The ADA forbids discrimination against a “qualified individual on the basis of disability” in regard to job application procedures; the hiring, advancement or discharge of employees; employee compensation; job training; and other terms, conditions, and privileges of employment. 42 U.S.C. § 12112(a).

         The ADA specifically defines one aspect of discrimination to include failure to accommodate the known physical or mental limitations of an otherwise-qualified individual with a disability. 42 U.S.C. § 12112(b)(5)(A)). As part of its responsibilities under the ADA, an employer must engage in an “informal, interactive process” with the employee to “identify the precise limitations resulting from the disability and potential reasonable accommodations that could overcome those limitations.” Brumley v. United Parcel Serv., Inc., 909 F.3d 834, 840 (6th Cir. 2018). For employees seeking accommodations, “the interactive process is mandatory, and both parties have a duty to participate in good faith.” Id.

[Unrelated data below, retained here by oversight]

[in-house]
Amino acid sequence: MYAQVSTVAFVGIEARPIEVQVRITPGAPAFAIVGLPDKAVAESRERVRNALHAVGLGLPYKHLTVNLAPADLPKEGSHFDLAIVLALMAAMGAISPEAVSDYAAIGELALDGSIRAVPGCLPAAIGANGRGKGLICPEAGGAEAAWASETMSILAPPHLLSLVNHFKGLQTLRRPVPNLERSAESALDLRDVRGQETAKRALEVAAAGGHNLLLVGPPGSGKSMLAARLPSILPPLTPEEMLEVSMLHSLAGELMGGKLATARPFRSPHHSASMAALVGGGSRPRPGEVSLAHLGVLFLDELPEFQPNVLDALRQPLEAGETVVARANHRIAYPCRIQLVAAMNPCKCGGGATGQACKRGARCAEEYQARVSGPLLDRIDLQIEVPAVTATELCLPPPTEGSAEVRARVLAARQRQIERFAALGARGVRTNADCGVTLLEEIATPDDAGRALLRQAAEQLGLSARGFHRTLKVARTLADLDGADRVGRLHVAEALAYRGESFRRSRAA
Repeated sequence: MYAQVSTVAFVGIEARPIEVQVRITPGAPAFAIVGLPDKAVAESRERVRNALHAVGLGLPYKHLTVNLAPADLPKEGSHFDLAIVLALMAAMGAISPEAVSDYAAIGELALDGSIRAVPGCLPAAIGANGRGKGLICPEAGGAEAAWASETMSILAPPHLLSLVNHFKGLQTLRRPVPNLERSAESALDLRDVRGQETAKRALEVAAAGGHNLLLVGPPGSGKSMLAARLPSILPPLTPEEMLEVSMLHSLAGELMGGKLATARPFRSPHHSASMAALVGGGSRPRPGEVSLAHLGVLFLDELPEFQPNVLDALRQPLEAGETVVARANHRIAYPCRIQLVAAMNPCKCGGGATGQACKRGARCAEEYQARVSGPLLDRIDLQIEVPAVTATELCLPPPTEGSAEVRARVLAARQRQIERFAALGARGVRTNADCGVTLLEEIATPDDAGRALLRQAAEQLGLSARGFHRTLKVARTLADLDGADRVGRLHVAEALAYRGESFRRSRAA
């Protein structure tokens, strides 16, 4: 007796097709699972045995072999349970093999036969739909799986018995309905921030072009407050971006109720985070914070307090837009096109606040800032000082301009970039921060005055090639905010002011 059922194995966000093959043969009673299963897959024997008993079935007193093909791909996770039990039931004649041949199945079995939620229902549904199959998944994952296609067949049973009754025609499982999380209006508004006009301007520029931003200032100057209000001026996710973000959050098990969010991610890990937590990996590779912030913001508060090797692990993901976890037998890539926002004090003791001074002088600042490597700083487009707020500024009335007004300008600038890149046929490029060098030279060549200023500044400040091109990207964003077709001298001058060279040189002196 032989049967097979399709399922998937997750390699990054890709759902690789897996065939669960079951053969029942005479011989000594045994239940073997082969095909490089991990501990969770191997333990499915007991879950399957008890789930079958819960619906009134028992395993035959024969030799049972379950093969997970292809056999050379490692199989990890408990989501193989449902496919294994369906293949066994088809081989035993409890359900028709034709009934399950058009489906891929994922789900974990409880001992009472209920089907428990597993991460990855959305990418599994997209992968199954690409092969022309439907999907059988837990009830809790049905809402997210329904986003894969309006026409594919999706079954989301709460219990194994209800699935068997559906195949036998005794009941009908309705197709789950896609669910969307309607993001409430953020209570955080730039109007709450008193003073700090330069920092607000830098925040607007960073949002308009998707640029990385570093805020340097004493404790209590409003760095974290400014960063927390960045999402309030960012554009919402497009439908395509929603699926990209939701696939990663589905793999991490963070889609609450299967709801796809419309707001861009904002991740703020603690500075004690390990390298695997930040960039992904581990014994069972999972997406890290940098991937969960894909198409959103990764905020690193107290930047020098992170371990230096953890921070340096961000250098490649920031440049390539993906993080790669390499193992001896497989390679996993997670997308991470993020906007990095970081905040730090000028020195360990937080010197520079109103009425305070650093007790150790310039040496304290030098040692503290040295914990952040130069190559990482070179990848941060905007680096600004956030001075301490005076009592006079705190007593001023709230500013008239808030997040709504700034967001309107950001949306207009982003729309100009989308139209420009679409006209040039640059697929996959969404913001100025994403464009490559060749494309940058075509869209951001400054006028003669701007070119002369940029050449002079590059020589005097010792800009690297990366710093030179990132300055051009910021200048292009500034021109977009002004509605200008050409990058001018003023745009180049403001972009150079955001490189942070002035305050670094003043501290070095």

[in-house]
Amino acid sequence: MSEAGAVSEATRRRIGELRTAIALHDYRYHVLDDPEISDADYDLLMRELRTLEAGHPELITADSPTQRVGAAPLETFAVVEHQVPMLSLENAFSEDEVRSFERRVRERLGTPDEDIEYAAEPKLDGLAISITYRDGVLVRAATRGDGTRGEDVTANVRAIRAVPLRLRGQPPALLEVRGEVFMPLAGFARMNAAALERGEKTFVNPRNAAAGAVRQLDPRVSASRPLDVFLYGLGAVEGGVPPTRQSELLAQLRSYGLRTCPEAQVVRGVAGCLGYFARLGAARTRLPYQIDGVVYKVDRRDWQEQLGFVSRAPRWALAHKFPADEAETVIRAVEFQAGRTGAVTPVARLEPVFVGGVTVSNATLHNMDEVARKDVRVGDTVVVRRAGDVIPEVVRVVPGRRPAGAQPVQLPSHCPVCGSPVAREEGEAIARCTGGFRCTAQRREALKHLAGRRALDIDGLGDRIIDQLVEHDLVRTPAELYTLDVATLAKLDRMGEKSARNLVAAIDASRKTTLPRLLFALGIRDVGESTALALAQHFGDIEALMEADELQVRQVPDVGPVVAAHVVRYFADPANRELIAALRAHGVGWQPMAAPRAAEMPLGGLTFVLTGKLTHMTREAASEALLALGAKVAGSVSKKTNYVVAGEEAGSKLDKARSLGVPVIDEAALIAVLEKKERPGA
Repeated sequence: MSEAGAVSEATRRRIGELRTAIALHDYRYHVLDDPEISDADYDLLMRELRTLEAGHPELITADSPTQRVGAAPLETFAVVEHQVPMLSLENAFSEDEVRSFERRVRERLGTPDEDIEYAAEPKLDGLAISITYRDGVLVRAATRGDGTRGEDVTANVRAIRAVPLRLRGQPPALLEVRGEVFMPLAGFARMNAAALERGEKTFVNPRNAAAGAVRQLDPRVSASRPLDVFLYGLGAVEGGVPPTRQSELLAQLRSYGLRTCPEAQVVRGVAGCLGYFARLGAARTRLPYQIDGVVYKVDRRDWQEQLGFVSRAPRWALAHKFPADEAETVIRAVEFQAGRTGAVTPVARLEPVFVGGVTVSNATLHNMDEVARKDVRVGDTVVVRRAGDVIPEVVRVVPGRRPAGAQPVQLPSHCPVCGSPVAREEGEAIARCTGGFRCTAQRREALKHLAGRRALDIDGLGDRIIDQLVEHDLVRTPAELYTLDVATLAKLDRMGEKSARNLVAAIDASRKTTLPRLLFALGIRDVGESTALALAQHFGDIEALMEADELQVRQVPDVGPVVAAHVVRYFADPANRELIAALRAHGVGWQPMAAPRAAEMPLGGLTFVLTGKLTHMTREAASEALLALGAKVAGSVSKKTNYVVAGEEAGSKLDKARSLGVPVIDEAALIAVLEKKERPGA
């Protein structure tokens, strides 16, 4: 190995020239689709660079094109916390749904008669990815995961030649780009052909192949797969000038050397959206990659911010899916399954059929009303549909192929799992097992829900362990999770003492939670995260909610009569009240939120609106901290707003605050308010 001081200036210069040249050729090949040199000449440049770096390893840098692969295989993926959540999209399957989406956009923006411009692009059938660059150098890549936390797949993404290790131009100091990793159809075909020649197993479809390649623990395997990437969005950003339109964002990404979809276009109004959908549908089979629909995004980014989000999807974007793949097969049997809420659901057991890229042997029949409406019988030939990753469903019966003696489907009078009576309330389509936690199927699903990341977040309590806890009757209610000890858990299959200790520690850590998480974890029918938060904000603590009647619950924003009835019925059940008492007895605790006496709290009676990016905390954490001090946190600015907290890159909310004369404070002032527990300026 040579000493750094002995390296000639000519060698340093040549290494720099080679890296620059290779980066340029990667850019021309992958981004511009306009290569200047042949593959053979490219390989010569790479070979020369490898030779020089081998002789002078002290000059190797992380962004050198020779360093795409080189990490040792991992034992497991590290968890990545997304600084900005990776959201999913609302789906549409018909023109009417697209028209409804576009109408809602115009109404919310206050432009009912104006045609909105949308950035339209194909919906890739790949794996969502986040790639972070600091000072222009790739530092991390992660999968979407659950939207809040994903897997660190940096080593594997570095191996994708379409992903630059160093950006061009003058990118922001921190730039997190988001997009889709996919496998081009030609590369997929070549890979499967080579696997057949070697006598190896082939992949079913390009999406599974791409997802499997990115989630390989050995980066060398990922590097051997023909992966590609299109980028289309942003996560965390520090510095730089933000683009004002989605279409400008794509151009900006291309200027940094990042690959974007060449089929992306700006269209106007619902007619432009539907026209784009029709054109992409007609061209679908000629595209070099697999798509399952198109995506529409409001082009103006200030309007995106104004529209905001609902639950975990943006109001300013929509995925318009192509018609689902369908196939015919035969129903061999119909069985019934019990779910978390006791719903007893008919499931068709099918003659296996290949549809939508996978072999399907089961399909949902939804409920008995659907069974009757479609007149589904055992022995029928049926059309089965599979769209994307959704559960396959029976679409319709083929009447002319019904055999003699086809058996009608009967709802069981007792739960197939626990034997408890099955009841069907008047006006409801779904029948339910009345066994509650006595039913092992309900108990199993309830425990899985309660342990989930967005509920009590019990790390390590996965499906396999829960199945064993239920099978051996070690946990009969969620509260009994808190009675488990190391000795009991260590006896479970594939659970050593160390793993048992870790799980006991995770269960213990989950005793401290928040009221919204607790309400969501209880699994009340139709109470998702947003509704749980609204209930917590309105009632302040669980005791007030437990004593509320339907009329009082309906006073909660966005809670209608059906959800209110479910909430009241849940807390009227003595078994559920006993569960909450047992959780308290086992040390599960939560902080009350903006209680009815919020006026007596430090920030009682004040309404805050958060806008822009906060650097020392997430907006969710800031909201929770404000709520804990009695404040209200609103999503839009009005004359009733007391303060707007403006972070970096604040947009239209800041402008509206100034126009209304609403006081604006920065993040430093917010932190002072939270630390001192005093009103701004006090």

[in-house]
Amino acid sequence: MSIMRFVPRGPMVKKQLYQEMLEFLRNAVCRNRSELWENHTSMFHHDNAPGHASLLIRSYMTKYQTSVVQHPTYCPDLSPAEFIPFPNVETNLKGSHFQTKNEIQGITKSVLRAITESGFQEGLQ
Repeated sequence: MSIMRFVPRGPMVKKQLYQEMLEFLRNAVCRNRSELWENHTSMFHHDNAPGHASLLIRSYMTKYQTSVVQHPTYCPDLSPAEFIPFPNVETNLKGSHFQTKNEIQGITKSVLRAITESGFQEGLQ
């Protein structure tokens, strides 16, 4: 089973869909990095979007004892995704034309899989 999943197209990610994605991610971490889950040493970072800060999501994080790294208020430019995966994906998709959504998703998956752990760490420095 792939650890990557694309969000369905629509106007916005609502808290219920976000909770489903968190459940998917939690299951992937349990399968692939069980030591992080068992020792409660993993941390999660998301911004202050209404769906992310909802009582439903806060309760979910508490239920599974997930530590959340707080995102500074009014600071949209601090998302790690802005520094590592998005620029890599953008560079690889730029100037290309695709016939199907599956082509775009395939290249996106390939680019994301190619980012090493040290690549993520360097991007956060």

Plaintiff alleges violations of the ADA in three ways: failure to accommodate his alleged disability; failure to engage in the interactive process; and discrimination based upon his disability (other than failure to accommodate).


         In order to recover for violation of the ADA under any of Plaintiff's theories, he must first show that he has a “disability, ” as that term is defined by the statute. “Disability” means (A) a physical or mental impairment that substantially limits one or more major life activities;[8] (B) record of such impairment;[9] or (C) being regarded as having such an impairment. 42 U.S.C. § 12102(1). The definition of disability “shall be construed in favor of broad coverage.” 42 U.S.C. § 12102(4)(A).